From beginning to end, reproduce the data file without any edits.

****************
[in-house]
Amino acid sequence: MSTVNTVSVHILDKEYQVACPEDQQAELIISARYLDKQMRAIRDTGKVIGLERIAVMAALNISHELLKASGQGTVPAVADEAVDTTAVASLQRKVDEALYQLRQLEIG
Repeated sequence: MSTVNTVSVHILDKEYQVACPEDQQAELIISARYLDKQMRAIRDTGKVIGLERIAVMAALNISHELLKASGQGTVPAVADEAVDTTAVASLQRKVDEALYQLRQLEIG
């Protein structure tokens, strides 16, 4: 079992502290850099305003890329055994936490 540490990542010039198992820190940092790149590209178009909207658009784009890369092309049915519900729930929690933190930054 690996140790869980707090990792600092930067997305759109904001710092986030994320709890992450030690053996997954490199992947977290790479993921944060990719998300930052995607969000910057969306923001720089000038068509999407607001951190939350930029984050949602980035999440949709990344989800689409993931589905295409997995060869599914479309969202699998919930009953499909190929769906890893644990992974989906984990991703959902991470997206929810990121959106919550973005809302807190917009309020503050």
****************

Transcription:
[in-house]
Amino acid sequence: MSTVNTVSVHILDKEYQVACPEDQQAELIISARYLDKQMRAIRDTGKVIGLERIAVMAALNISHELLKASGQGTVPAVADEAVDTTAVASLQRKVDEALYQLRQLEIG
Repeated sequence: MSTVNTVSVHILDKEYQVACPEDQQAELIISARYLDKQMRAIRDTGKVIGLERIAVMAALNISHELLKASGQGTVPAVADEAVDTTAVASLQRKVDEALYQLRQLEIG
């Protein structure tokens, strides 16, 4: 079992502290850099305003890329055994936490 540490990542010039198992820190940092790149590209178009909207658009784009890369092309049915519900729930929690933190930054 690996140790869980707090990792600092930067997305759109904001710092986030994320709890992450030690053996997954490199992947977290790479993921944060990719998300930052995607969000910057969306923001720089000038068509999407607001951190939350930029984050949602980035999440949709990344989800689409993931589905295409997995060869599914479309969202699998919930009953499909190929769906890893644990992974989906984990991703959902991470997206929810990121959106919550973005809302807190917009309020503050």